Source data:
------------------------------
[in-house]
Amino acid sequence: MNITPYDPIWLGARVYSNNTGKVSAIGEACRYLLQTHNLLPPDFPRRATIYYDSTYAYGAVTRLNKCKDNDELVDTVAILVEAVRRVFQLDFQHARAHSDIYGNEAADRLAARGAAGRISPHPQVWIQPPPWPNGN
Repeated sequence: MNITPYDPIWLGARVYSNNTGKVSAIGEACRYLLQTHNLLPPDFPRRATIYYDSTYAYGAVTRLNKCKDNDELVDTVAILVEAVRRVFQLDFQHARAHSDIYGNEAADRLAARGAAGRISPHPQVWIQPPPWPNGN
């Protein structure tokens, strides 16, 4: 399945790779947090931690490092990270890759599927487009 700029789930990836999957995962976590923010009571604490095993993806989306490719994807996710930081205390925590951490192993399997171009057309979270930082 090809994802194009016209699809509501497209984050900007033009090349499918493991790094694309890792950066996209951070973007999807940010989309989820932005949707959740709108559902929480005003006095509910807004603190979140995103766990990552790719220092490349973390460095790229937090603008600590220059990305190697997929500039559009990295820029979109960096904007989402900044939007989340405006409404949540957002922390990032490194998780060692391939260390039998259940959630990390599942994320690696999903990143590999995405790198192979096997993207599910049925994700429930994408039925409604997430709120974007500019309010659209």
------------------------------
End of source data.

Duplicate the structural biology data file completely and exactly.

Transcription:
[in-house]
Amino acid sequence: MNITPYDPIWLGARVYSNNTGKVSAIGEACRYLLQTHNLLPPDFPRRATIYYDSTYAYGAVTRLNKCKDNDELVDTVAILVEAVRRVFQLDFQHARAHSDIYGNEAADRLAARGAAGRISPHPQVWIQPPPWPNGN
Repeated sequence: MNITPYDPIWLGARVYSNNTGKVSAIGEACRYLLQTHNLLPPDFPRRATIYYDSTYAYGAVTRLNKCKDNDELVDTVAILVEAVRRVFQLDFQHARAHSDIYGNEAADRLAARGAAGRISPHPQVWIQPPPWPNGN
């Protein structure tokens, strides 16, 4: 399945790779947090931690490092990270890759599927487009 700029789930990836999957995962976590923010009571604490095993993806989306490719994807996710930081205390925590951490192993399997171009057309979270930082 090809994802194009016209699809509501497209984050900007033009090349499918493991790094694309890792950066996209951070973007999807940010989309989820932005949707959740709108559902929480005003006095509910807004603190979140995103766990990552790719220092490349973390460095790229937090603008600590220059990305190697997929500039559009990295820029979109960096904007989402900044939007989340405006409404949540957002922390990032490194998780060692391939260390039998259940959630990390599942994320690696999903990143590999995405790198192979096997993207599910049925994700429930994408039925409604997430709120974007500019309010659209």